IN one sense, it’s easy to see why Boris Johnson has been so uncharacteristically shy during the Conservative leadership debate. Given his impulsive – some would say reckless – tongue, his readiness with an easy quip, the thinking has undoubtedly been that the less he is exposed to rigorous questioning, the better for him.

But it is astonishing that in what has become a two-way contest between Johnson and Jeremy Hunt, the clear favourite has kept such a low profile. He has done an interview with Radio 4’s World at One, and another with a Sunday newspaper. He was heard from, fleetingly and with regrettably little time for meaningful follow-up questions, in the chaotic BBC television debate earlier this week. But that has been it. Whether intentional or not, Johnson’s attitude to the idea of public accountability is a curiously lazy one, betraying what seems like an unappetising sense of entitlement.

Granted, there will be a head-to-head debate on ITV on July 9, and the two candidates will address local Conservative associations at 16 hustings over the next month. We may have a clearer picture of Johnson’s intentions and philosophy by the time of the last meeting, but his refusal to submit to interviews is disturbing. Hunt was right to say that his rival’s unwillingness to engage was preventing a wider debate about Brexit in the Conservative Party. What would Churchill say, he continued, if someone who wanted to be Prime Minister was “hiding away from the media?”

It was inevitable that there would be dirty tricks during the leadership campaign - this is Westminster, after all - but the authoritative (and never convincingly denied) reports, even in pro-Tory newspapers, of underhand manoeuvres do nothing to raise politicians in public esteem. Tactical voting was rife. Johnson’s supporters boast of exacting revenge on Michael Gove for his actions of 2016. MPs make startling accusations against Johnson’s team. One junior minister who backed a candidate other than Johnson was reportedly sent a text that read: ‘How are you enjoying your job? Do you want to carry on?’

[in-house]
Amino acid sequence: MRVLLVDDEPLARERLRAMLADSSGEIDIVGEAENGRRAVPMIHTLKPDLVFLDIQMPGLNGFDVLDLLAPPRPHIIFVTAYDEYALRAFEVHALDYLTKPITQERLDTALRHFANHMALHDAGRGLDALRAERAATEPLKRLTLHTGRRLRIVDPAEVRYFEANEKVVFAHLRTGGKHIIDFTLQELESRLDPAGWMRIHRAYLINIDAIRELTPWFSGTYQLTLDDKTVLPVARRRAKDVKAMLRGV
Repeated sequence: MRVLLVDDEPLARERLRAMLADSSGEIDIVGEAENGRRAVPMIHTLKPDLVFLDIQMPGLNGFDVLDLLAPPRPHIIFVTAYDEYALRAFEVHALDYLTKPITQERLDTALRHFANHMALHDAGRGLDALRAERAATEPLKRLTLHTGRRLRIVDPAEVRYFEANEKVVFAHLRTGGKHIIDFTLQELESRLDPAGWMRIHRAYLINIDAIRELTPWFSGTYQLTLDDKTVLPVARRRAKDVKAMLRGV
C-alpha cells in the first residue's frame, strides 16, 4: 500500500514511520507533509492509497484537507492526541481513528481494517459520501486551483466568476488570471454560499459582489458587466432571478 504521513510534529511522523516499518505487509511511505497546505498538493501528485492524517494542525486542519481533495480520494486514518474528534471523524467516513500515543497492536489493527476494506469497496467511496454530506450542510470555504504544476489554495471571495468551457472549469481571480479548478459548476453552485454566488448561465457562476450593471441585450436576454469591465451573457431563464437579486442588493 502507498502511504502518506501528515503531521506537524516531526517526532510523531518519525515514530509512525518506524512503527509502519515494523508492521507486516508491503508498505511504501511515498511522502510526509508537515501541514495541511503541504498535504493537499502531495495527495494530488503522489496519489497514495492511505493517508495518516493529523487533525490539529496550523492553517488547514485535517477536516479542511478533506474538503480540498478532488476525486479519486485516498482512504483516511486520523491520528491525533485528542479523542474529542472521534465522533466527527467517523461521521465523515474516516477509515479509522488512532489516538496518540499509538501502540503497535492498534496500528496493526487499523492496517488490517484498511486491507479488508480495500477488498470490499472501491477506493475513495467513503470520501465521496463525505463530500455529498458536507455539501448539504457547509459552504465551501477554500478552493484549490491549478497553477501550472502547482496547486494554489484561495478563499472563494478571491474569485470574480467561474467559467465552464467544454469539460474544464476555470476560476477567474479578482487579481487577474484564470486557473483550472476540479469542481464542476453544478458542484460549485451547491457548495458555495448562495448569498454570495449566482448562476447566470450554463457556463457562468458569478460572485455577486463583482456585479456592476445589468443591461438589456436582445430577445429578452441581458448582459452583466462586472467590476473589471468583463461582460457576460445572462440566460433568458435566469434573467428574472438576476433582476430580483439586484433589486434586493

How in any sense does all of this heal the mile-wide divide within the ruling party? How does it reassure the millions of voters, Leavers or Remainers alike, that their concerns are, and will be, taken seriously? No wonder EU chiefs are shaking their heads as they contemplate the mess that the UK has become. No wonder so many ordinary people are losing faith in politics.

Yes, it is possible that we are doing Johnson a disservice. Behind the scenes he may have already crafted an impressively solid plan to extract Britain from the EU, with or without a deal. But the longer he continues to bluster, to speak in waffly soundbites, and the more we see interventions such as the one yesterday by Bank of England governor Mark Carney, the more urgent grows the need to tell Theresa May’s likely successor: time’s up. You’ve been coasting to victory with barely any effort. Agree to a round of media interviews. Put yourself up for a 20-minute grilling, live on air, by John Humphrys. Tell us, in exacting detail, your plans for Brexit, and how you can reach out to the Tory MPs you need in order to get a deal approved. It's time to treat the electorate with some respect.

BBC protests

THE BBC had solid grounds for its controversial decision to means-test free TV licences for the over-75s. A rethink on its part seems unlikely. It is a cause for regret that an MP’s bill to switch responsibility for the tariffs back to the government stands little chance of success.

Millions of pensioners for whom TV is a lifeline will lose out; and many are now hoping that their winter fuel allowances are not next to suffer. Their protests this week at BBC offices were understandable and they surely deserve a better deal.